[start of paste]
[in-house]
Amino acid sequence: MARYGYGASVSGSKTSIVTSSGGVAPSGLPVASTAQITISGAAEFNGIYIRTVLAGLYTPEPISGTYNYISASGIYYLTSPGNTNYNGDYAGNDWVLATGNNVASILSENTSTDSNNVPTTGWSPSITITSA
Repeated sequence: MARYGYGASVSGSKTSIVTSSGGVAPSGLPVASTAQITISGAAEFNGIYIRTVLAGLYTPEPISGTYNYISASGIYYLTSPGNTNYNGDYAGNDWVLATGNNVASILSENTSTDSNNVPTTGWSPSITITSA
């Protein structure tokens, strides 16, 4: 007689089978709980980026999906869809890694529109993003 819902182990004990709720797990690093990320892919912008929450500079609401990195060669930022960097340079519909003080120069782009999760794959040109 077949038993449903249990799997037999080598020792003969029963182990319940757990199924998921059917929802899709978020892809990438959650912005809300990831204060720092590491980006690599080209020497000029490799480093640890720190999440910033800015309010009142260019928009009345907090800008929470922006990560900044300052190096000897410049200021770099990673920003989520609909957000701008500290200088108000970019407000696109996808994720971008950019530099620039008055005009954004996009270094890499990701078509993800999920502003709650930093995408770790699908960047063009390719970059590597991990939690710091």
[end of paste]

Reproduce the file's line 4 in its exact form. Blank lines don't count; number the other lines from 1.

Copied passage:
């Protein structure tokens, strides 16, 4: 007689089978709980980026999906869809890694529109993003 819902182990004990709720797990690093990320892919912008929450500079609401990195060669930022960097340079519909003080120069782009999760794959040109 077949038993449903249990799997037999080598020792003969029963182990319940757990199924998921059917929802899709978020892809990438959650912005809300990831204060720092590491980006690599080209020497000029490799480093640890720190999440910033800015309010009142260019928009009345907090800008929470922006990560900044300052190096000897410049200021770099990673920003989520609909957000701008500290200088108000970019407000696109996808994720971008950019530099620039008055005009954004996009270094890499990701078509993800999920502003709650930093995408770790699908960047063009390719970059590597991990939690710091």